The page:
Trip Shakespeare’s “Snow Days” isn’t a song that would usually find its way into my rock ‘n’ roll heart. There’s the bloated, almost operatic, singing. There’s the idea that “real” rock ‘n’ roll has its origins in the streets, not the highly academic origins of the band members. And there’s the academic “wit” of some of the lyrics. Chainfields? Motor Veins? But sometimes you just have to put working class chauvinism aside. “Snow Days” has a place in my heart and has had one since I first heard it on a trip to Minneapolis in the mid-‘90s, several years after its release.
It snowed yesterday in Springfield, MO. Snows aren’t unheard of in South Central Missouri or Northwest Arkansas, my primary locations since 1989. They are this early in the year. Having spent a good deal of my growing-up and adult years in New Jersey, there is a certain nostalgia attached to snow. But nostalgia is poor fodder for a good rock ‘n’ roll song.
I’ve got a story. Several, actually.
When my father was transferred to McGuire Air Force Base in 1965, snow days were an opportunity, not an escape from school. For the children of enlisted men, the opportunity was to make some money by teaming up with other kids to shovel the sidewalks. The good money was across the boulevard that separated the officer’s quarters from the lower income enlisted families. In those days, all Base Housing (except for General’s quarters which were comfortable brick houses with landscaped yards a few miles away) consisted of town houses built in courts of 18 units each. In our court there were something like 90 kids – one of the largest concentrations of juveniles in the whole complex and with a sufficient number of snow-shoveling age to form an impressive work force. We learned quickly that the best way to negotiate wages was to team up. Nowadays some people would probably refer to us as “union thugs.” As far as I can determine, Base Housing is now privatized. Probably the snow removal as well.
After my father left the Air Force my older brother and I would team up with other kids in the Holly Hills neighborhood of Mt. Holly (mostly ex-military) and then Prospect Heights, a working class neighborhood in Trenton. Old enough now to have a paper route, my parents were insistent on “saving money for college.” Record money would still be mostly dependent on the annual winter weather. From the beginning, I used the windfall of snow day cash to fuel my passion for music. First there were new singles by chart acts like Stevie Wonder, The Beatles, The Rolling Stones, Mamas & Papas, Aretha, Glen Campbell – mixed with 5 for a dollar cut-out singles of older tunes. I had a lot of catching up to do, having missed the soul wave in the segregated play lists of South Carolina. During the last couple of years of my snow-shoveling days it turned to albums. The last album I remember buying with snow money was the White Album. I probably wore that one out by January.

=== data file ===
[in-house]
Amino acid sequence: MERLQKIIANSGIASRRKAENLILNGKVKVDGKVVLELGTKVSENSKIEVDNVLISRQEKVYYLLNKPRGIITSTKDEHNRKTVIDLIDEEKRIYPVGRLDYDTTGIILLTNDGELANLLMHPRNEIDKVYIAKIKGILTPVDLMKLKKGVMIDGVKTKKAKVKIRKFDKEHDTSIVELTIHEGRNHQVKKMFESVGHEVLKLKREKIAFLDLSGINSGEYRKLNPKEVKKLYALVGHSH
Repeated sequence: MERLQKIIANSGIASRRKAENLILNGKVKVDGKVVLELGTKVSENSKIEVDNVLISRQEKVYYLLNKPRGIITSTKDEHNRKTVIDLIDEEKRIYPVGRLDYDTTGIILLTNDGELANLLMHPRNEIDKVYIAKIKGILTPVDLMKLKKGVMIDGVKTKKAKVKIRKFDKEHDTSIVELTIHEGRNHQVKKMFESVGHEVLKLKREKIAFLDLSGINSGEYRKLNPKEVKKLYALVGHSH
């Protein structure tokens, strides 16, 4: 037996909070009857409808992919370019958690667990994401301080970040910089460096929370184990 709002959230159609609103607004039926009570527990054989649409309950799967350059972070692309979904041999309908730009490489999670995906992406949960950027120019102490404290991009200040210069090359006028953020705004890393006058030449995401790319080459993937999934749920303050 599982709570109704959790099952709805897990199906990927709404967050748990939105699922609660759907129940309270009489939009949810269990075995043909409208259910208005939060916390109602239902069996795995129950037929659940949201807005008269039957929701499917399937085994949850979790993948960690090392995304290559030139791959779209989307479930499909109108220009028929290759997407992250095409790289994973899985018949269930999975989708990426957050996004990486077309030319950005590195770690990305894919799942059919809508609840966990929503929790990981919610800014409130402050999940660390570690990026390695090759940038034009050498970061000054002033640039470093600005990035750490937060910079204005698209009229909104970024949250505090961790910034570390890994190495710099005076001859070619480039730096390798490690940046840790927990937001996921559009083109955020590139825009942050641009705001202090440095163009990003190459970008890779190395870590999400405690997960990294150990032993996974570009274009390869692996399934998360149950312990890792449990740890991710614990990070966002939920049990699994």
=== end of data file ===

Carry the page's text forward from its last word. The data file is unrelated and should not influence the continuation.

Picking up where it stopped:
Once indoctrinated into the world of grown up labor, snow days meant something entirely different. They meant a brief respite from the ever-increasing demands of management. In the 21st century version of labor/management relations, things have declined to a point where labor is expected to brave the weather in all kinds of storms. There are no snow days. Show up for work or else. This includes all types of labor – lower level management, industrial workers, cash-register clinkers, fast-food workers, teachers… all of us. Lower pay, lower benefits, lower safety… “We are all outlaws in the eyes of (corporate) Amerika.”
The guy I most admired at my last job before I retired was the one who NEVER came to work if there was so much as 1 snowflake falling from the sky. The supervisors would make it a point of mocking and belittling him at warehouse meetings. “So-and-so made it and they live 20 miles away. How come you can’t?” It never flustered the guy. “I won’t risk my safety for this job.” He’d been employed there for about 15 years. He was a good worker, knew his job well. They threatened to fire him – never did. Everyone knew it was just his way of throwing the finger at an employer who didn’t want to pay him anything close to his value. Still… there were those who succumbed to the pettiness and labeled him a “sissy.” The fucking guy had more guts than all of them combined. As far as I know, he’s still employed there. I’m positive he didn’t go to work yesterday.
What has all this got to do with “Snow Days,” the song?
It’s this. Despite an aura of pomposity, when it comes right down to it, “Snow Days” envelops the subversive nature that is essential to a lot of great rock ‘n’ roll – this time with a beautiful arrangement and a calming piano break. It tells the tale of a dedicated and overworked teacher on a day when the snow is falling. And the respite that a day off can provide, if she’ll only take it. “There’s a blessing on the ground. Go home.” That’s rock ‘n’ roll.